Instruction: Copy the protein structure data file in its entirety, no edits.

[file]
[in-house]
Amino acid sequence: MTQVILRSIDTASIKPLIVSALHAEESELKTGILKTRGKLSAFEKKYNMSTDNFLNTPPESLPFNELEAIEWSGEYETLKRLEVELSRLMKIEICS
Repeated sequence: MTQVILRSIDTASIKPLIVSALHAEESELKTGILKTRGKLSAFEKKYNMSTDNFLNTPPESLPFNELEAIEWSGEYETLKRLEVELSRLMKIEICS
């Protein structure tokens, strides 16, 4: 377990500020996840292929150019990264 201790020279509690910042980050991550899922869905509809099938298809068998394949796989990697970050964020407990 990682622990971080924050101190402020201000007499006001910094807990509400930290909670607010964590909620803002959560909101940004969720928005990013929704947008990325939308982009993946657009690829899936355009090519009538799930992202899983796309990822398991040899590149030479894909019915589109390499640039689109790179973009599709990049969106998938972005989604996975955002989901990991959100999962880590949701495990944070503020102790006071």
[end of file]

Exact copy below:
[in-house]
Amino acid sequence: MTQVILRSIDTASIKPLIVSALHAEESELKTGILKTRGKLSAFEKKYNMSTDNFLNTPPESLPFNELEAIEWSGEYETLKRLEVELSRLMKIEICS
Repeated sequence: MTQVILRSIDTASIKPLIVSALHAEESELKTGILKTRGKLSAFEKKYNMSTDNFLNTPPESLPFNELEAIEWSGEYETLKRLEVELSRLMKIEICS
């Protein structure tokens, strides 16, 4: 377990500020996840292929150019990264 201790020279509690910042980050991550899922869905509809099938298809068998394949796989990697970050964020407990 990682622990971080924050101190402020201000007499006001910094807990509400930290909670607010964590909620803002959560909101940004969720928005990013929704947008990325939308982009993946657009690829899936355009090519009538799930992202899983796309990822398991040899590149030479894909019915589109390499640039689109790179973009599709990049969106998938972005989604996975955002989901990991959100999962880590949701495990944070503020102790006071």